Mandala pizza prints can be made with craft foam toppings on a cardboard base. Easy printmaking ideas like this collograph printing technique are lots of fun for kids and allow them to make print after print! Written by Danielle Falk of Little Ginger Studio.
Receiving Jean’s invite to write a post for The Artful Parent was such a lovely surprise! I am super excited to share this fun activity suitable for ages 5 and up.
I have always enjoyed making prints with children and it’s an urge that returns every couple of months.
Yes, printmaking with kids can sometimes be messy, time-consuming, and a bit unpredictable, but the immediacy, energy and sheer fun of churning out multiple images keeps me returning. It’s a much-loved activity by my students, and it’s worth the mess!
I thought they would make excellent pizzas–and who doesn’t love pizza? Yum!
How to Make Mandala Pizza Prints – An Easy Printmaking Idea with Craft Foam
- Thin craft foam (alternatively you could use sticky-back foam and save yourself the hassle of gluing!)
- Mod Podge (or any clear-drying craft glue)
- Cardboard circles –any size you fancy but plate-sized is ideal (you can often get these for free from a local pizzeria)
- Cheap bristle brushes
- Block printing ink in several colors, preferably water-soluble & non-toxic
- Palette knives for spreading ink
- Brayers–one for each colour
- Smooth surface for rolling out ink – I like using an old bathroom tile (but a plastic photo frame, plexiglass, or even old X-rays work too)
- Bamboo barens (optional) – tool for applying pressure
- A variety of papers – we used heavy cardstock & brown packing paper
- Some cheap paper (newsprint, brown paper) to lay on the table to keep things clean
The printing plate (collograph)
1. Cut out pizza toppings from foam
Discuss kids’ favorite pizza toppings and cut out lots of tasty food-shaped pieces from foam.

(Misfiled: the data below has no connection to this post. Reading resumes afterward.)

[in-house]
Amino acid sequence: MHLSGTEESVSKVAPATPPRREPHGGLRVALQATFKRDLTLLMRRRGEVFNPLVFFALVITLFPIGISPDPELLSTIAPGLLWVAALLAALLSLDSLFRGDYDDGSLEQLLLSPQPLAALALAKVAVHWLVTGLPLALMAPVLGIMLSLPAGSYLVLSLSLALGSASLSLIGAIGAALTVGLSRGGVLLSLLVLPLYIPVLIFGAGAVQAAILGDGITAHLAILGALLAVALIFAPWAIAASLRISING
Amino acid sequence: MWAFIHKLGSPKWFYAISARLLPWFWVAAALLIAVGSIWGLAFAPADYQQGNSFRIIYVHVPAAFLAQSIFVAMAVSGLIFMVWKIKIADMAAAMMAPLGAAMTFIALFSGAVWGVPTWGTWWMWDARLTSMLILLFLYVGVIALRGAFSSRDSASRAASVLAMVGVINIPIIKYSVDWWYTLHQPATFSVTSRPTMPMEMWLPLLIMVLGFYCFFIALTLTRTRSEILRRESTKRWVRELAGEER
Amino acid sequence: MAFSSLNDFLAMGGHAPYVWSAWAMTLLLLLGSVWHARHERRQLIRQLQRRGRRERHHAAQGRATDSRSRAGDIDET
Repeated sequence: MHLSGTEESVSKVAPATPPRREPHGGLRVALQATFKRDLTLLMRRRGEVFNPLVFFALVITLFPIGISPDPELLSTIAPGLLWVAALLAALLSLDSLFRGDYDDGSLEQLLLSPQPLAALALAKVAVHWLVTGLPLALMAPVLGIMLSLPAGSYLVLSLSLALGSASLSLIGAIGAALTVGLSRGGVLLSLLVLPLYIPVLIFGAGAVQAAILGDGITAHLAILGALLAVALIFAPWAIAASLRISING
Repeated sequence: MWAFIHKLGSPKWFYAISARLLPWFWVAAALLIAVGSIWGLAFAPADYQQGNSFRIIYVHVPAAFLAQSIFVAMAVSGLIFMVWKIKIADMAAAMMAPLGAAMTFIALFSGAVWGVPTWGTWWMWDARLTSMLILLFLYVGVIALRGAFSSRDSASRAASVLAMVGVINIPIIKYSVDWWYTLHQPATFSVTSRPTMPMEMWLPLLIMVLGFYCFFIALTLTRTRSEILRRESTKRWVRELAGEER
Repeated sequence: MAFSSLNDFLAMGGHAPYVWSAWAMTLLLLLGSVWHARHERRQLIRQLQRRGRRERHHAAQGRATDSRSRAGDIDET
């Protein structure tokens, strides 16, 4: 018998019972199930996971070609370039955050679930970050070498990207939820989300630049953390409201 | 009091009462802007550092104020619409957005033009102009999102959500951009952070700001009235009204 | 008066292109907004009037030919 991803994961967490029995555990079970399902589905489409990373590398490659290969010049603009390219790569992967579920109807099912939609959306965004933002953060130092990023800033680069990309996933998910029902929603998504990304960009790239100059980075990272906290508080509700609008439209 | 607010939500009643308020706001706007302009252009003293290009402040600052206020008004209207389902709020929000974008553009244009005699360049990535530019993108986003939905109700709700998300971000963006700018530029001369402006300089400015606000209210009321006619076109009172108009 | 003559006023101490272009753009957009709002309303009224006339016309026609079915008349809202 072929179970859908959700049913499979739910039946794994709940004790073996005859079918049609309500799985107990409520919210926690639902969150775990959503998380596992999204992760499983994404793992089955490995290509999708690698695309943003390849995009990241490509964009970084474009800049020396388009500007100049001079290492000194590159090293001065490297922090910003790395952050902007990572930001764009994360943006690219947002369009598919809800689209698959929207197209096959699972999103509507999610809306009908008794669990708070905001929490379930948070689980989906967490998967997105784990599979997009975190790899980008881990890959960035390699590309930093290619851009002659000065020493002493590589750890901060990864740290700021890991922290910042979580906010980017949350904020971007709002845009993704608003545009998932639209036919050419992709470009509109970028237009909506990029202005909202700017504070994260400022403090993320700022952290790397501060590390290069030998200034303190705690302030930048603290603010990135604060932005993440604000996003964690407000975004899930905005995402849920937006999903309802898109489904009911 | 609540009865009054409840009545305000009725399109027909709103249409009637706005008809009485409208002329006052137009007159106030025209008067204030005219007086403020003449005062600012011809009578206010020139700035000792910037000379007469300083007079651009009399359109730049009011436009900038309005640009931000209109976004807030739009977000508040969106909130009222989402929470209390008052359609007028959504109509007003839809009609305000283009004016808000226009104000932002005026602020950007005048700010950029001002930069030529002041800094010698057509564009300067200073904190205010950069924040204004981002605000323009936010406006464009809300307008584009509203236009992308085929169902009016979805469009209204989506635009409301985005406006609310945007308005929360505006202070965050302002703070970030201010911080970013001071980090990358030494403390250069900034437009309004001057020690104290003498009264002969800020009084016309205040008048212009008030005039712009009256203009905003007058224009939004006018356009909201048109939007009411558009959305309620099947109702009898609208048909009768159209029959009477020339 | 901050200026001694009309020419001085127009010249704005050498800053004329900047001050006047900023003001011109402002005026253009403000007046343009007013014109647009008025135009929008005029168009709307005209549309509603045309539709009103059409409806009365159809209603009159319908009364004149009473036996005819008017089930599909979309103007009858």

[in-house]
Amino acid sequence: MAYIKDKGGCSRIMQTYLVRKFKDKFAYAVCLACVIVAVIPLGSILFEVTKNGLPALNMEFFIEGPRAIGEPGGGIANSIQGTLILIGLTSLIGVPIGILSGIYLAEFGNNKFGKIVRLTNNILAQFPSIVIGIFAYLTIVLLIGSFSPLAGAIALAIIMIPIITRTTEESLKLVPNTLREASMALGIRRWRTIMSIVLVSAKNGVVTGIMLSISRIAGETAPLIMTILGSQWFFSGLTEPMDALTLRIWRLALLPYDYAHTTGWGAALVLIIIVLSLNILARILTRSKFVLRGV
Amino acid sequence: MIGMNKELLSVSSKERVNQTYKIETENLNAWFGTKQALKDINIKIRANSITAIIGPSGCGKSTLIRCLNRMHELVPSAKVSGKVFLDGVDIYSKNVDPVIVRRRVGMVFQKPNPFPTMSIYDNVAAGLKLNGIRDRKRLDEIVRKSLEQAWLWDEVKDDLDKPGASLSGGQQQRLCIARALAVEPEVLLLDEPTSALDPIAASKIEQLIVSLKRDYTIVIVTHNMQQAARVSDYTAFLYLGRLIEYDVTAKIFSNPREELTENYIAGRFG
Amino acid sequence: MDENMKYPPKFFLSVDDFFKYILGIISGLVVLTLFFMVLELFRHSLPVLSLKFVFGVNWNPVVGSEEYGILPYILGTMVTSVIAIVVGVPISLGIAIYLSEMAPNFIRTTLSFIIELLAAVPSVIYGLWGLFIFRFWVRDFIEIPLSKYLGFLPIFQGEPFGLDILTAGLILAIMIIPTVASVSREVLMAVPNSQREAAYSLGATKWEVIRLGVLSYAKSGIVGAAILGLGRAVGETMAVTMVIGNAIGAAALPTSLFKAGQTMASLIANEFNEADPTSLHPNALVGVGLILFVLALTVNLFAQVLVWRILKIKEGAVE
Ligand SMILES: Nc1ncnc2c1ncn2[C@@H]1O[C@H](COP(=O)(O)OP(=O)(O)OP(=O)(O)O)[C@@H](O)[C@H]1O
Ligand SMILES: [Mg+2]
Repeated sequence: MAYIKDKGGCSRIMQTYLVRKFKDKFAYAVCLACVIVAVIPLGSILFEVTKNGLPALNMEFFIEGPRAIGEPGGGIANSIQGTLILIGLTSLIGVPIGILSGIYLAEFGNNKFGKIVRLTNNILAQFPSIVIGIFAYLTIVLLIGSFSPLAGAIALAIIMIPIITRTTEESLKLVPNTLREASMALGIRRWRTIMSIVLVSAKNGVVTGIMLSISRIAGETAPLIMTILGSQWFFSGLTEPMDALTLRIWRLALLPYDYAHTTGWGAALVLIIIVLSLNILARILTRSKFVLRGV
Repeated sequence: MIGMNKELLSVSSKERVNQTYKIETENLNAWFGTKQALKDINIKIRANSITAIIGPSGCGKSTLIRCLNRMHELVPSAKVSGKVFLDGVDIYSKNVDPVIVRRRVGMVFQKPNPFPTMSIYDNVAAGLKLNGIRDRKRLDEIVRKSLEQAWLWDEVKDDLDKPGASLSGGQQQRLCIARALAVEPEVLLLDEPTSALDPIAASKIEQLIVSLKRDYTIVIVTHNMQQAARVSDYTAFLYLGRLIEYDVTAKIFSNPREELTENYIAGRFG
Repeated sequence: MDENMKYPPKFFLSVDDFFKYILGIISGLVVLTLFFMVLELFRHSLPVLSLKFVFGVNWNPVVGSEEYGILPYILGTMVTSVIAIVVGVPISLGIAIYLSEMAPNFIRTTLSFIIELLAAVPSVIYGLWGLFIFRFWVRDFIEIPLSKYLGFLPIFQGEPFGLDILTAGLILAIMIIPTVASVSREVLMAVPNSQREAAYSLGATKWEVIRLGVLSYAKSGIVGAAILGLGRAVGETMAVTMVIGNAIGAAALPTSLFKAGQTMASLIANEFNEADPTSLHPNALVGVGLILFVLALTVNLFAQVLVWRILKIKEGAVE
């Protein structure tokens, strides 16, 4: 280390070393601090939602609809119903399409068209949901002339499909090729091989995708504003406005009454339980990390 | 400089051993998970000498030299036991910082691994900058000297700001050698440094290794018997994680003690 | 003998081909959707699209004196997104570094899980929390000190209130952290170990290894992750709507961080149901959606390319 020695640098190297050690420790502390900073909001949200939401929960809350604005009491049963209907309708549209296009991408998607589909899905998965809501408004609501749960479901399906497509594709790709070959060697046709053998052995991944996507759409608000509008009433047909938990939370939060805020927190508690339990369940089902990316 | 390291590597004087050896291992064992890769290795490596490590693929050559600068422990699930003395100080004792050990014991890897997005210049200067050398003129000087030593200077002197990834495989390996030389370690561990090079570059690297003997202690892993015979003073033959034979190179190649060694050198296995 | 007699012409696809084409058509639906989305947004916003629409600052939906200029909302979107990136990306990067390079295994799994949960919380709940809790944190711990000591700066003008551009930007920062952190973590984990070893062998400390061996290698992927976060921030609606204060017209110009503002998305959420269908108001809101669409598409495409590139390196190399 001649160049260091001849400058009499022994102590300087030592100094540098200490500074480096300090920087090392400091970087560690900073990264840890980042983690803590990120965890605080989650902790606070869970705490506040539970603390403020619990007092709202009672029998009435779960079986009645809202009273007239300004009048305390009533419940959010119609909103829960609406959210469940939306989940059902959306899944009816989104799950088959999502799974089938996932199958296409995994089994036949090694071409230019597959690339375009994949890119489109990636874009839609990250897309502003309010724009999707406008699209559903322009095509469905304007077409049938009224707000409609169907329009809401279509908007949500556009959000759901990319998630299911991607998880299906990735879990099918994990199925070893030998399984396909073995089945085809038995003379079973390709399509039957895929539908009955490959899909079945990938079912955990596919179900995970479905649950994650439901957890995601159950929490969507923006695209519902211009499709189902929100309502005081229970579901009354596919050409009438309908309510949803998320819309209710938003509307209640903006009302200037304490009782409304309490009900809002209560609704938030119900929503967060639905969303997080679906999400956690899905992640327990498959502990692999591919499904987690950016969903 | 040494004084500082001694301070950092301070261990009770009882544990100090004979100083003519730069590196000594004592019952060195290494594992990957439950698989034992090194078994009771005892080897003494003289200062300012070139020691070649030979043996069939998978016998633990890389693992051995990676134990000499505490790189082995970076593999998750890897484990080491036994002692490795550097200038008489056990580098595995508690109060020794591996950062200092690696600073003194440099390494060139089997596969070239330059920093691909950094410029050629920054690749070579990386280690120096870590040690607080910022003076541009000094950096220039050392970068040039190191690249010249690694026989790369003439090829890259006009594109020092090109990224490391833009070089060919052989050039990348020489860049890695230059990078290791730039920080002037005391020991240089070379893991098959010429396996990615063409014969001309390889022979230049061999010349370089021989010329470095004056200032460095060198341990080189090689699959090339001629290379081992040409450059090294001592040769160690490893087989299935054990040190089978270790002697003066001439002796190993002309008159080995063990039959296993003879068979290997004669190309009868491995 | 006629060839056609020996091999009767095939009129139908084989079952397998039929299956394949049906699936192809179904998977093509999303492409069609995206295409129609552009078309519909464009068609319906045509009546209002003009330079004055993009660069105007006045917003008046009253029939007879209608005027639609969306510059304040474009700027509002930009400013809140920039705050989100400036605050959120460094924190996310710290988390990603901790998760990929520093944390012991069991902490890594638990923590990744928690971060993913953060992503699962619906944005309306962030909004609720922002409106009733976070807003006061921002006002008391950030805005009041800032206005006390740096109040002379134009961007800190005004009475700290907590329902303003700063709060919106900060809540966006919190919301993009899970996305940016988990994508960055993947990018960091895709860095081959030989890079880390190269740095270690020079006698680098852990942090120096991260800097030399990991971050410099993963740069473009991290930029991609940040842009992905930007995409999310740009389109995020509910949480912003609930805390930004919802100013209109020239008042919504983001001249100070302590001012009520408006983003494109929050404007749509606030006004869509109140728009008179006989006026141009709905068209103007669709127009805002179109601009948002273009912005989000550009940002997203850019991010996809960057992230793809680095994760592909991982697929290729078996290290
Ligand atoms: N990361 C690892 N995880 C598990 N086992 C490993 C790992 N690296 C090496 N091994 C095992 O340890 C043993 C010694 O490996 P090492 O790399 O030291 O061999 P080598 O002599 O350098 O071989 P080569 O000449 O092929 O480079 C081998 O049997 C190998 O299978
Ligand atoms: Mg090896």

Think: mushrooms, sliced peppers, grated cheese, pepperoni, pineapple and tomato slices and tiny little fish-shaped anchovies! Tip: it’s easier to start with bigger shapes and fill in with smaller shapes.
For easier cleanup, soak the glue brushes in jars filled with water.
Note: Before you start, check to see that the foam isn’t too thick to cut for young children.
2. Create a mandala design
Arrange into a pleasing mandala (radial) design. Carefully glue each piece into place and let dry. Be sure to securely glue down all foam pieces or else they will come off during printing!
Printing your pizza
1. Coat plate with ink
Evenly roll one ink color onto the foam parts of your collograph and then add a second color onto other parts (e.g. on the outer shapes). Spread ink evenly and thinly across the roller surface
2. Place paper on plate and create a print!
Now, place your inked plate on a clean surface and carefully centre your printing paper on top.Keep the surface under your plate tidy so that you get a clean print. Use a clean brayer or baren (or just your hands) to apply pressure in small circles, working your way over every part of the plate.
Slowly lift your first print and “oooooooh” and “aaah”! Do it again and again. Warning – printmaking is addictive! (Printing ink takes quite a while to dry and you can ink up over the top of like colors).
Note: Don’t try to wash your cardboard plate in between prints.
Printmaking lends itself to wild experimentation – repeat prints on a big piece of paper to make a mural. Or layer different colors & designs. Try printing on interesting papers or create an ombre effect with your colors. The sky’s the limit!
ABOUT THE AUTHOR
Danielle Falk, from Little Ginger Studio, is an Art Educator from Sydney, Australia. She has a background in Primary (Elementary) Education, is a cardboard hoarder, and loves any fluorescent art supply. Her business name, “Little Ginger Studio,” is named after her daughter (who hopefully will forgive her mum in time).
She started her Children’s Art School nine years ago when she realized many students lacked adequate opportunities for creativity in the day-to-day curriculum.
Little Ginger Studio hosts after-school visual arts programs that explore all manner of making, as well as exciting school holiday (vacation) workshops with a focus on big, messy creativity & contemporary crafts. Danielle loves nothing more than letting children of all ages loose on a pile of shiny new (or recycled!) art materials and watching their creativity ignite.
More Easy Printmaking Ideas for Kids
- Monoprinting with Kids the Easy Way
- Styrofoam Printmaking with Kids
- Gelatin Printmaking for Kids Made Easy
- (Even more!) 40+ Printmaking Ideas for Kids
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